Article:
Primary cyclotomic units and a proof of Catalan’s conjecture.

*(English)*Zbl 1067.11017Catalan’s conjecture (1844) predicts that 8 and 9 are the only consecutive integers which are both perfect powers. This famous conjecture is proved in this paper. Catalan’s conjecture corresponds to the Diophantine equation \(x^p-y^q=1\), where \(p\) and \(q\) are prime numbers and \(x\), \(y\) are rational integers with \(xy\ne 0\).

The case of \(q=2\) was settled in 1850 by V. A. Lebesgue, there is no solution. But the case \(p=2\) was solved only in 1965, by Ko Chao: the only solution corresponds to \(9-8=1\). Thus, from now on we assume that \(p\) and \(q\) are both odd.

In 1960, using arguments from Diophantine approximation, Cassels proved that, if there is a solution, then \(p\) divides \(y\) and \(q\) divides \(x\). This result easily implies very useful formulas for \(x\) and \(y\), namely

\[ x-1=p^{q-1} a^q, \quad {xp-1 \over x-1}=p^{q-1} u^q \]

for some rational integers \(a\) and \(u\), and similar formulas for \(y\).

Combined with Baker’s theory on linear forms of logarithms, these formulas played an essential rôle in the proof by Tijdeman, in 1976, that Catalan’s problem is a finite problem: the exponents \(p\) and \(q\) are bounded and the same holds for the variables \(x\) and \(y\). But the bounds were far too enormous to lead to a solution assisted by computers.

Several arithmetical criteria were obtained by Inkeri and others between 1964 and 1998. In a previous paper published in 2003 [see J. Number Theory 99, No. 2, 225–231 (2003; Zbl 1049.11036)], the author was able to get rid of the technical conditions appearing in these results, and he proved that if the above equation has a non trivial solution in rational integers then \[ p^{q-1} \equiv 1 \pmod {q^2} \quad \text{ and} \quad q^{p-1} \equiv 1 \pmod {p^2}. \]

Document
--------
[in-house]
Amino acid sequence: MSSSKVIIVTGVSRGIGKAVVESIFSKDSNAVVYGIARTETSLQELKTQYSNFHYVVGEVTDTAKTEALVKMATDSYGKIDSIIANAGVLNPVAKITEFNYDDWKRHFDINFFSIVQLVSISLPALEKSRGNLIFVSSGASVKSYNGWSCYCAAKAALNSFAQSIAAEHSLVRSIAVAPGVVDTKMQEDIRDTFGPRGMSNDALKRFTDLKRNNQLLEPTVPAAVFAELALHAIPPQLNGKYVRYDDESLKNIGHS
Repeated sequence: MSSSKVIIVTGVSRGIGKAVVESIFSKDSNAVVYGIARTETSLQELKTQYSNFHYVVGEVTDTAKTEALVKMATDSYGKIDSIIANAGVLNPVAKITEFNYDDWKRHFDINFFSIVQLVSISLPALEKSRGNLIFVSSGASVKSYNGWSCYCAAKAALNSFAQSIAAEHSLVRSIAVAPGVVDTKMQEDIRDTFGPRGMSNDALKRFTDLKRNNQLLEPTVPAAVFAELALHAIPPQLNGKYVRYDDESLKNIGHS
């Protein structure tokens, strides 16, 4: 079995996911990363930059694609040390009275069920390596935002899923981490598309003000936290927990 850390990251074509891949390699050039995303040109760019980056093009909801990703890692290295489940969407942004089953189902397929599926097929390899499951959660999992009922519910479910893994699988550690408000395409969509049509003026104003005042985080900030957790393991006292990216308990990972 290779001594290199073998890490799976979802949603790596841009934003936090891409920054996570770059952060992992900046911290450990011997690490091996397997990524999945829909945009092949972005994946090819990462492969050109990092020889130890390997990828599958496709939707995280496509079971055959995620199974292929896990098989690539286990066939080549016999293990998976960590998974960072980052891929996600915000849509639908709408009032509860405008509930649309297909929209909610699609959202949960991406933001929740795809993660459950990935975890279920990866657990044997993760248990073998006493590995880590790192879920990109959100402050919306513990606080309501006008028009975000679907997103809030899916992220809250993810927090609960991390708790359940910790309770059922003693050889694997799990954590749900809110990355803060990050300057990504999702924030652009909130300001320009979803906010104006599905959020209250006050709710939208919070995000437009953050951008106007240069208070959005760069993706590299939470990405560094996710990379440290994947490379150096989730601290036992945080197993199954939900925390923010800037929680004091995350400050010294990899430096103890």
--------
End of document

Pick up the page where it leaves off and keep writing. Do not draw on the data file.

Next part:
Assume now, without loss of generality, that \(p>q\). In the case \(p\equiv 1 \pmod q\), the author could show that there is no solution using his above criterion and inequalities obtained by Mignotte and Roy (1997) using sharp lower bounds for linear forms with two logarithms. Indeed, in this case, one gets \(q<100,000\) and a few minutes of computation, using the previous criterion, show that there is no solution.

In this paper, this is the only place where Baker’s theory is used. Note that in a more recent work, Mihăilescu was able to get rid of this theory and to give a completely “elementary” proof of Catalan’s conjecture. In the remaining case, \(p\not\equiv 1 \pmod q\), a deep theorem of Thaine on cyclotomic fields applies. Thanks to this theorem and to a very deep and subtle study of certain \(G\)-modules, where \(G\) is the Galois group of the cyclotomic field of \(q\)-th roots of unity, Mihăilescu is able (the proof is about 20 pages long) to conclude that there is no solution. I am not able to explain the argument in a short place, but the reader may also look at the presentation given by Y. Bilu in the Bourbaki Seminar of November 2002 [Bourbaki seminar. Volume 2002/2003. Exp. No. 909, Astérisque 294, 1–26 (2004; Zbl 1094.11014)].